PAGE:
Re-released and remastered on Blu-Ray – truly amazing.
» May, 2011
Studio Ghibli is known world wide for producing some of the best animated films in recent times, even western animation studios Disney and DreamWorks have pull inspiration from this film studio. Let’s also not forget that it tends to be Disney who releases all of the dubbed versions of Ghibli films – which his probably why the dubs are actually of a good quality. Even 25 years ago this studio was producing classic films and one that is often forgotten about is Laputa: Castle in the Sky. That is, until now as the team at Optimum Releasing have decided that this classic film is to be re-released in Blu-Ray and the re-release really goes to show how amazing the film is, considering it was made a quarter of a century ago.
Laputa is set in a parallel world, where huge sky ships, sky pirates and sky crime is something that occurs on a daily basis. Humans have dreamed of being in the air since the dawn of time, the ability to fly is a wish that many have and in this world whilst the ability for a human to fly does not exist, flying cities are believed to have existed in the past. Yet, it’s been such a long time since people lived in the sky, in large floating cities, that people have chalked the idea to legend and are now content with living on the ground. Yet, airships are still used by a large number of people and it’s in an airship where we find our heroine, Sheeta.
Sheeta is being held against her will in a huge airship by what looks like pirates and manages to free herself from her captors. Unfortunately, by freeing herself she ends up falling through the sky and tragically looks like she’s going to die in the first few minutes of the film. However, something bizarre happens and a small stone she wears around her neck prevents her from dying by slowing down her speedy descent to terrafirma. She luckily manages to find herself in the arms of Pazu, a young boy who works in the mining town that she finds herself in. As he’s young, naive and somewhat nice he looks after her and takes her back to his to rest after her ordeal.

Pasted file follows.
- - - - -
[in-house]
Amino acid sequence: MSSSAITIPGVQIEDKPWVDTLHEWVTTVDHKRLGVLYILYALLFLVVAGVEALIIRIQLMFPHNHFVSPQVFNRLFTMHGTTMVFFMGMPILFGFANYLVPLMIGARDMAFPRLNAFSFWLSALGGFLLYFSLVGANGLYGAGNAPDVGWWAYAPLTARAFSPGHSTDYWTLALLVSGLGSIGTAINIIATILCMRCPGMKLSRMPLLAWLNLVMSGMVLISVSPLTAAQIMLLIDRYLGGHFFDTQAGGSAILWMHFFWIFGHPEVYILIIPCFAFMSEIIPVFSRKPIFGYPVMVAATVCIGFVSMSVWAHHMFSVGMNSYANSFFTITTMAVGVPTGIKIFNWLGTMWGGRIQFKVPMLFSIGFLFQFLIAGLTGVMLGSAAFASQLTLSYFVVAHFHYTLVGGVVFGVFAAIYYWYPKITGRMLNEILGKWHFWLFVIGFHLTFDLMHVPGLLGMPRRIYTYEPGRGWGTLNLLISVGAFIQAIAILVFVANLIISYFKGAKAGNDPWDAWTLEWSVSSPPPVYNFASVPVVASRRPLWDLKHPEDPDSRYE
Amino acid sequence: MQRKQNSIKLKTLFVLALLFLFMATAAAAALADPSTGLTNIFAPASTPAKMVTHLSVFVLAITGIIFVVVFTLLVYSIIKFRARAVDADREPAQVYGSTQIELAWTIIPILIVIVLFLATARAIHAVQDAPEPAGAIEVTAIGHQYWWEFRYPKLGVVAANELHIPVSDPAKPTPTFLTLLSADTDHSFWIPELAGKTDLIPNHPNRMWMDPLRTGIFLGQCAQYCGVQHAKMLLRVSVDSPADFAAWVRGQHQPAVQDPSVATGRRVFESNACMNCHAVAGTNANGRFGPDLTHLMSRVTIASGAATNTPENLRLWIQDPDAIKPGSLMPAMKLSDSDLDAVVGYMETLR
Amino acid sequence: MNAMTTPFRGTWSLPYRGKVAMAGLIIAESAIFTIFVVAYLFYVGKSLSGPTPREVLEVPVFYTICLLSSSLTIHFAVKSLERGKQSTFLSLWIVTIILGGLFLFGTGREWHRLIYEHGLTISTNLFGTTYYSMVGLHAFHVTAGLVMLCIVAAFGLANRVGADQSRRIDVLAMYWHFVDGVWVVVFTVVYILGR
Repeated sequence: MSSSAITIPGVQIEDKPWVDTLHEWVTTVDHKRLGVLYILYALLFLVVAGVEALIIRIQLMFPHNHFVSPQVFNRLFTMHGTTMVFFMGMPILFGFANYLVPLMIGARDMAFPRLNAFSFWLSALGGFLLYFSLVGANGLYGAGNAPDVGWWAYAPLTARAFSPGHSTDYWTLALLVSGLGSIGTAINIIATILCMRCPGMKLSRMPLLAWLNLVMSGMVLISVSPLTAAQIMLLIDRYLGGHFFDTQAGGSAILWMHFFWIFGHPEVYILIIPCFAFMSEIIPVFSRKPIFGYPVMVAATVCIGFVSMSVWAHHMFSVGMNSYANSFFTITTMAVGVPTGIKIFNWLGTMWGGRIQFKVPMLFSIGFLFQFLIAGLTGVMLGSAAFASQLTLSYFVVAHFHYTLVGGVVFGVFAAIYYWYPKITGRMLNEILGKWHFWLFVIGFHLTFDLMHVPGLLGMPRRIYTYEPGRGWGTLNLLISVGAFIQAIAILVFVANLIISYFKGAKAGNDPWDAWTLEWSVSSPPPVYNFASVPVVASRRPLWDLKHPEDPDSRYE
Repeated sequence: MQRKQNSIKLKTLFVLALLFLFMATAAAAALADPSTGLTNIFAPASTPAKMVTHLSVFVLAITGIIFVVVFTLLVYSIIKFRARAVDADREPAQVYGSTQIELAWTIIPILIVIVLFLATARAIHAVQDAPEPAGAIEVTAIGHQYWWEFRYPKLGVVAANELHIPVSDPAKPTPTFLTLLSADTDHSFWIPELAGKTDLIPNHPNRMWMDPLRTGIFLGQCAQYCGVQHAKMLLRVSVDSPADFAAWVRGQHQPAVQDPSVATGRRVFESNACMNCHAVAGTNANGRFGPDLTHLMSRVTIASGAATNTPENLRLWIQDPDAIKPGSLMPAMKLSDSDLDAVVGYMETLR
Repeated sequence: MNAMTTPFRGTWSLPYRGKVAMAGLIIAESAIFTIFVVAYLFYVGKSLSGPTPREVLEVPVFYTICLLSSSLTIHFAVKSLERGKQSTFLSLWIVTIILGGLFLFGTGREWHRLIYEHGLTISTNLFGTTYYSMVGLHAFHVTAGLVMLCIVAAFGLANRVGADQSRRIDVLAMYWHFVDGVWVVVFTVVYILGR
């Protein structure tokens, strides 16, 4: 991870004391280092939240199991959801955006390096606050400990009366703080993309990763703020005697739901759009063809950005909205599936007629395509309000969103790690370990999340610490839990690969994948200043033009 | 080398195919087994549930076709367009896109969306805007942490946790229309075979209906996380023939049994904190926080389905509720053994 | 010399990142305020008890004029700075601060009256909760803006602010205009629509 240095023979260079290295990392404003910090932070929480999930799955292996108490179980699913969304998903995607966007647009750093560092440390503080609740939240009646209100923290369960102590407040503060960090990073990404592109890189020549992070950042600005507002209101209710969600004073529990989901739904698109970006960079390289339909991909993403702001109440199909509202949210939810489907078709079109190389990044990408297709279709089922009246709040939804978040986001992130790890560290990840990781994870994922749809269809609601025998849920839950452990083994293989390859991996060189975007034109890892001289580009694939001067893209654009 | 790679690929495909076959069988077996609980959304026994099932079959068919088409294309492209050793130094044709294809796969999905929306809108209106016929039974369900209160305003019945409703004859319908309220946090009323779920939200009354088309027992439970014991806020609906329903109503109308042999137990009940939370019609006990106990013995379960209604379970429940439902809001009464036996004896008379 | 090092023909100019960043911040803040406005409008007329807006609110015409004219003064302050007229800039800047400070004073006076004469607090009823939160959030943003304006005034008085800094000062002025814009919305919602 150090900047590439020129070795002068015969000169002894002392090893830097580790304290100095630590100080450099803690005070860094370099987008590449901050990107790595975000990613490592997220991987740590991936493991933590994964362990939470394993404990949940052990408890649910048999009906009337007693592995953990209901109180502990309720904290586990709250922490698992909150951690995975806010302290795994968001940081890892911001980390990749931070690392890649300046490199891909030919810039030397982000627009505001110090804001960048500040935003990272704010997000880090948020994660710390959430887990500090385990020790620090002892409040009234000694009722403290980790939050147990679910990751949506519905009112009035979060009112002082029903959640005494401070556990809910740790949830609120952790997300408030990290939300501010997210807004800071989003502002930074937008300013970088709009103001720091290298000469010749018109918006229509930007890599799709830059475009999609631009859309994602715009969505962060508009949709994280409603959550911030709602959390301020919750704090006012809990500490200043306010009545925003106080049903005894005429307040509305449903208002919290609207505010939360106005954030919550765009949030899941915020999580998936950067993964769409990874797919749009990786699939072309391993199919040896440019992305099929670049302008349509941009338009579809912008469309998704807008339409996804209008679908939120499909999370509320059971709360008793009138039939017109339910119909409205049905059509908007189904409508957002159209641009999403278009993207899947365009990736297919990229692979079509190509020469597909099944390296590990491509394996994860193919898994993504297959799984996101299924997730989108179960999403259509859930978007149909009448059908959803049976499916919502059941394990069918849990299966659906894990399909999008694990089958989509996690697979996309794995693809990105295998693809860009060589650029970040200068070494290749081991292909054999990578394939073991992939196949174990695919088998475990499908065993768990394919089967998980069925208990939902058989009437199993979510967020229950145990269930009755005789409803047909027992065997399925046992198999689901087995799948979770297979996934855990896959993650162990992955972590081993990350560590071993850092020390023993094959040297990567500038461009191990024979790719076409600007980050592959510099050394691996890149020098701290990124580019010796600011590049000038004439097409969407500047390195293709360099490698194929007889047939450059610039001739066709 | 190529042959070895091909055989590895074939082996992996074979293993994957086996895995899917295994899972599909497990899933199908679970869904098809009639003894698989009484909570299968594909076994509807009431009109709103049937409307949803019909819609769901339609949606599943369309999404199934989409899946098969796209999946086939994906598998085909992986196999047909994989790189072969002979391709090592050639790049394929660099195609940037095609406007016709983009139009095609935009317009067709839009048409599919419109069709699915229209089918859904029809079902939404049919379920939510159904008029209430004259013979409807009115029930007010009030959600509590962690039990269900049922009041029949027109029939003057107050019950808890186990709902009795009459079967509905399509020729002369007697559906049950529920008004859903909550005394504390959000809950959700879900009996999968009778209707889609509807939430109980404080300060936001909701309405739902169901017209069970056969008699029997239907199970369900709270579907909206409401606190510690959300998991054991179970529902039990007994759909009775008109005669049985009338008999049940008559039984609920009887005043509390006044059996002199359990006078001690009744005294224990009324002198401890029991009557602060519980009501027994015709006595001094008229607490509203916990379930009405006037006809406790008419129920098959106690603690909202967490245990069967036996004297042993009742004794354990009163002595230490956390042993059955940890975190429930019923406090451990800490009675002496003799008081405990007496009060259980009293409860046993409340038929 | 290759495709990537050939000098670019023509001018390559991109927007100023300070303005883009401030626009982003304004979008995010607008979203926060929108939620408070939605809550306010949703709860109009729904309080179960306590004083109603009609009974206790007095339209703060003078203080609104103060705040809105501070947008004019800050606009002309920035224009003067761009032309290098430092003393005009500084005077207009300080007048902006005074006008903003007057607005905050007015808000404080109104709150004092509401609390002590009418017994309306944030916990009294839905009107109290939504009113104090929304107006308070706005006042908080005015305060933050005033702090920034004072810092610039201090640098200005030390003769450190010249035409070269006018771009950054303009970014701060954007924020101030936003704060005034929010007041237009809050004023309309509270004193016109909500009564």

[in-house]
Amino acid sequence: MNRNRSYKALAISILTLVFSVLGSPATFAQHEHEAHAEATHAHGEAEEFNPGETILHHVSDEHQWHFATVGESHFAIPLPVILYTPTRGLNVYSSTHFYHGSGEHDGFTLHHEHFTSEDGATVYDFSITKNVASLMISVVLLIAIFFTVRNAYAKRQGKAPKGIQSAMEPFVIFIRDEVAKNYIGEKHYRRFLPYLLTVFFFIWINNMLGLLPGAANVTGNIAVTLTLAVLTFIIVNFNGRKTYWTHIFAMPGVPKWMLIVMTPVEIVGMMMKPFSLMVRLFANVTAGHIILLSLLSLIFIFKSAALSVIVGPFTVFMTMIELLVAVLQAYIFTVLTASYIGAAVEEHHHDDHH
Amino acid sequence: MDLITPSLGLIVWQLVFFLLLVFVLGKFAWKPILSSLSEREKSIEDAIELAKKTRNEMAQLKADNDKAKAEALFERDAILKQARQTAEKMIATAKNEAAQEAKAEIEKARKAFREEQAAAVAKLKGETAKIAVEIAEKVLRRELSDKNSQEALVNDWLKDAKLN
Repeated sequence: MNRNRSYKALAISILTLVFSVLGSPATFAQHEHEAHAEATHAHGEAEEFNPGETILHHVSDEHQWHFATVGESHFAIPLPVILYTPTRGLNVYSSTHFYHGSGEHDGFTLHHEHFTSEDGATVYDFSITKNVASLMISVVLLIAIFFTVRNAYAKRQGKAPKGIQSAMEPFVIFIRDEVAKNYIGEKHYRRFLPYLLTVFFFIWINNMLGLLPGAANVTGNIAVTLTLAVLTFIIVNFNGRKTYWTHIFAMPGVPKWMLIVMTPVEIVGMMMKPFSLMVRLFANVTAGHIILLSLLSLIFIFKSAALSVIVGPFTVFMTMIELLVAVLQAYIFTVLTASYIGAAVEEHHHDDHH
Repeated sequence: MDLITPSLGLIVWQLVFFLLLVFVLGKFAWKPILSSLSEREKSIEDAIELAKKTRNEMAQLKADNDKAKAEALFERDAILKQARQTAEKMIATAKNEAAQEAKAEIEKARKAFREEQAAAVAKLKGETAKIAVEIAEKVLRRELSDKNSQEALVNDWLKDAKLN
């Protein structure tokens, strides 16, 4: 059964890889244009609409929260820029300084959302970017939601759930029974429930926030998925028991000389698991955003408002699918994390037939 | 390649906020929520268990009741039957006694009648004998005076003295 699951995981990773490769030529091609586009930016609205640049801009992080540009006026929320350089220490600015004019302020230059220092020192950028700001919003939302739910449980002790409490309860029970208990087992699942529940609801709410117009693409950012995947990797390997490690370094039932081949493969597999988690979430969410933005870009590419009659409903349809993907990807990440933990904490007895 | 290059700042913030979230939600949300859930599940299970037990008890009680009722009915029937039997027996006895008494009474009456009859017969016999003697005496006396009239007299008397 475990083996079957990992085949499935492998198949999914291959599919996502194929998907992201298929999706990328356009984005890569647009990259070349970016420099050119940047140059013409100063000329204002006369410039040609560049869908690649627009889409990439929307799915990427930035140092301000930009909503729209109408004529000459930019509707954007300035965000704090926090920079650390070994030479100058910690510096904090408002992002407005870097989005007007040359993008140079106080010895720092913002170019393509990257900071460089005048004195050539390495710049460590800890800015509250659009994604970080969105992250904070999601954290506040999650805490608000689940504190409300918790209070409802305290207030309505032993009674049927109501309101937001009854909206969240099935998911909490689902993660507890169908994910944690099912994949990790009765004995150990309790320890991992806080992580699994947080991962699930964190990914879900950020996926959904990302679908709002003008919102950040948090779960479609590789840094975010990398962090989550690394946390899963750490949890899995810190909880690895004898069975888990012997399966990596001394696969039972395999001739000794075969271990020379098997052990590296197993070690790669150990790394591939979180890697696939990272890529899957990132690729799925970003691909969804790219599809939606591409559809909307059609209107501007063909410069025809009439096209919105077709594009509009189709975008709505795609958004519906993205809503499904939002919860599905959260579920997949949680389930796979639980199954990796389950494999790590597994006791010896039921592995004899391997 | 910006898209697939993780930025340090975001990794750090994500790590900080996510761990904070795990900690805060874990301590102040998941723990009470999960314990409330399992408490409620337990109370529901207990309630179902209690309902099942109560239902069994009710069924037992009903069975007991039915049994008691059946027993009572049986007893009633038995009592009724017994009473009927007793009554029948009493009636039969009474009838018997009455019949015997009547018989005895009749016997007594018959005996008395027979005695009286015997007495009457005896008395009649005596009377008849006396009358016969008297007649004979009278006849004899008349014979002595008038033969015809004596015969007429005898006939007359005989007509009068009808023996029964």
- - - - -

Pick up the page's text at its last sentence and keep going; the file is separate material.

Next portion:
It doesn’t take long for Pazu to find out what’s going on with his new young friend, Sheeta and in mere moments the pair are good friends and he’s protecting her from the people who are after her. He manages to confuse the group of professionals and takes Sheeta to a fatherly figure in the town. He manages to escape from the town and go to ground. In the mines of his town, the pair learn the truth about the stone and the mystery behind Sheeta’s magical stone.
It’s very easy to enjoy Laputa, it’s not a tale with any overarching storylines, there’s very little talk of the environment or trying to make the viewer think about the real world. It’s a nice and gentle tale that many adults could easily tell their children, it’s got the familiarity that most European fairy tales have and this could be possibly be because Miyazaki was arguably influenced by Gulliver’s Tales and many other staple European tales. This coupled along with the obvious influences of Northern England and Welsh mining towns of the late 20th Century make the film aesthetically very pleasing and comforting on the eye. Watching some of the cobbled streets in the main town in Laputa makes you feel like there should be Corrie’s music playing in the background.
Of course, it’s impossible to talk about Laputa without mentioning the inevitable, the Castle in the Sky. Many who saw Miyazaki’s Howl’s Moving Castle before Laputa will see two very distinct similarities. However, what needs to be noted is that neither film has anything to do with one another and in the original novel for Howl’s, the ending is nothing like the way that Miyazaki portrayed it. Yet, it’s the continued feeling of man to want to escape from the shackles of gravity and fly away from everything that makes the ending of Laputa as poignant as it is.
The Blu-Ray release of Laputa Castle in the Sky is something that is pure, visual perfection. The transfer between DVD to Blu-Ray makes a significant difference to the way the film is presented and it looks as good today as any modern anime release. This is something to really shout about as it’s a 25 year old film!